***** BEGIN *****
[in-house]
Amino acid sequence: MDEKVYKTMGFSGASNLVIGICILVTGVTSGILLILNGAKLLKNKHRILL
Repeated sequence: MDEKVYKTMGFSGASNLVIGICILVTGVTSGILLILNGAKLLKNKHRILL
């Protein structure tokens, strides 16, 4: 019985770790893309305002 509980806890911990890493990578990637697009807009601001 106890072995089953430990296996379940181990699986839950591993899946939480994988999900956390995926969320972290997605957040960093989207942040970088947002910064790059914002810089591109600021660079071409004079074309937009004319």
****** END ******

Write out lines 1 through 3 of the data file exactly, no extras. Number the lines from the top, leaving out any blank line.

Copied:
[in-house]
Amino acid sequence: MDEKVYKTMGFSGASNLVIGICILVTGVTSGILLILNGAKLLKNKHRILL
Repeated sequence: MDEKVYKTMGFSGASNLVIGICILVTGVTSGILLILNGAKLLKNKHRILL